The Ames visioning survey appeared just after the Lane4 public forum, in what is either a genuine attempt to touch base with the community, or an attempt to justify what has already been done. The city council seems baffled that there’s resistance to this project, which makes one wonder what city they’ve been living in for the past decade. There are two scenarios that seem likely to me.
The first is that this really is a misunderstanding, between the city and Lane4, or between Lane4 and the people, or any number of permutations. Rhetoric is a lost art in this nation, and it certainly seems lost here. There are good arguments to be made for developing this area, but the city has neglected to make them, perhaps believing that the argument was apparent.
The city may be faithfully trying to remedy a very real problem. One of the best ways to increase social capital is to share space. Ames may simply lack the minimal social capital to generate more.
The decisions thus far have been made from the top down, and retailers have zero incentive to go along with them. The city is creating conflict when it needs to be creating consensus. It doesn’t see the methods being utilized as draconian or divisive. Its view may be so slanted that it can’t see others, and the proof may be that it seems incapable of realizing this. Maybe the city is naive. Does it – could anyone – seriously expect a retailer to sell their livelihood for the vague promise of a relocation plan, and the even vaguer hope of triple the going rent at a location they used to own? Would you?
But the darker possibility is that the city might not expect it at all.
“Matthew [Goodman] has said that the city was unaware of how we felt. I don’t know how that’s possible. All you have to do is come down here. What do they expect us to think when we hear eminent domain and all these things floating around and there’s nothing to dissuade that? I don’t want to get down on Matthew, he’s a wonderful guy and a great businessman. I want to consider him a friend to Campustown, but I have reservations. I think he’s on the right track and he’s very torn: I know he abstains from all the votes. There’s just too much money, too much uncertainty.”
If this is all a mistake, we need go no further. The city just needs to make this process more transparent. It needs to foster a discourse friendly environment.
The scenario that frightens me, as a resident and an American, is that the city may have been planning to force this from the beginning. I worry if the speed and lack of information in this project aren’t very deliberate. The city may have just finally resolved to give the residents of Ames exactly what they’ve asked for.
Were Ames to pursue “smart growth” and attempt the creation of a compact city, one of the first things they’d need is a center. There are fewer empty storefronts in Campustown than there are in Somerset or North Grand Mall. Campustown may well be the least-threatened micro-economy in the city, and I suspect that the people in charge are aware of that.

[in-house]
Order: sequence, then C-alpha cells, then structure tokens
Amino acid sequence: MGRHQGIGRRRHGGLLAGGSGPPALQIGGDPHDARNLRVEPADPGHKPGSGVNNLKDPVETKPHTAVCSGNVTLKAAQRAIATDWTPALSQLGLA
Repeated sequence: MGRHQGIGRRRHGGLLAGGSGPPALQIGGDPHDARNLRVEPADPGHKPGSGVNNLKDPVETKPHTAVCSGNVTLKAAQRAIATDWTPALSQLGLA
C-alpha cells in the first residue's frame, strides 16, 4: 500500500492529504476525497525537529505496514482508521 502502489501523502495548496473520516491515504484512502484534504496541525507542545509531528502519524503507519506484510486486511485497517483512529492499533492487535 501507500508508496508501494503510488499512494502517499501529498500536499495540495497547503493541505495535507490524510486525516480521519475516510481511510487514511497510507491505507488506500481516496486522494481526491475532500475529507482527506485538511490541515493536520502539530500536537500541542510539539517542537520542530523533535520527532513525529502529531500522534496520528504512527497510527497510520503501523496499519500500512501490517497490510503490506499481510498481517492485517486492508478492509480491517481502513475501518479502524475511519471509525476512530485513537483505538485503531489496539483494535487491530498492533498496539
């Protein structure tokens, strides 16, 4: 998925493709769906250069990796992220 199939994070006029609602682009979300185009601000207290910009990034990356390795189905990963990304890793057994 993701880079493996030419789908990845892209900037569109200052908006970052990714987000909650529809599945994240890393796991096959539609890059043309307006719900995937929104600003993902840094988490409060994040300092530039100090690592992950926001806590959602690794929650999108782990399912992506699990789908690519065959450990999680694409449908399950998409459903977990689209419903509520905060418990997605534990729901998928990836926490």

It may very well be why they’ve chosen it. It’s low risk. There’s a captive market that will use the space out of necessity. And, relative to any other part of town, there are few voters to upset. If they fail, they won’t have messed up anything that most residents care about. Their great feat of legerdemain will be in convincing people that an area which is producing some of this city’s most successful businesses is, in fact, a blight. And they may be banking on a few problem tenants and the prejudices of their constituents to do so.
As much as I enjoy poking fun at them, Lane4 is simply doing what it’s been hired to do, and, aside from the conspicuous absence of a PR wizard to wrangle Ross, Harris, and its image, that’s something it does very well. It’s a mercenary in a suburban war. Lane4 has said that it’s too early to talk to local businesses about moving into the new space. If this project was meant to be completed amicably, it’s the very first thing that should have been done. The community should have been approached before Lane4 ever appeared in our lexicon.
That didn’t happen.
The city may be able to justify (to itself) what it’s doing because it knows that more expansive changes are in the works, that there’s going to be a lot more commercial space available in the area. Look at the map on Lane4′s brochure. Even if both blocks are completed, will the area really need that much parking? In addition to the new structure that’s already going up? I suspect that the first two phases of this project are only the beginning.
We may be left to answer some very unpalatable questions. Like, is it right to exploit an unrepresented group and take another person’s property because this city has so grossly mismanaged its own growth? Is it necessary? Is it just? And more importantly, would that be a place you could stand to live in?
But maybe I’m just a paranoid cynic. It wouldn’t be the first time. So let me give you something that’s true either way. There are differences that define and divide this community: between student and resident, government and business, neighbor and neighbor. The heart of a neighborhood isn’t building space or foot traffic. Lane4 can’t manufacture a community. That’s something that takes time and trust, both of which seem to be in short supply. It’s also something that simply can’t be done with the level of antagonism and miscommunication characterizing this venture.
There’s an unwillingness to commingle, a rift that can’t be closed by any building development. Demolishing Campustown treats only the symptom. A very simple truth needs to be reaffirmed by all parties, one which underlies every successful community and this nation as a whole: that things and people you don’t like have as much right to exist as you yourself.
“There’s no villains in this piece,” Rob told me. “No one’s wearing a white hat or a black hat. We’re all in gray. We all want a better Campustown. The idea of how we get there, that’s questionable.”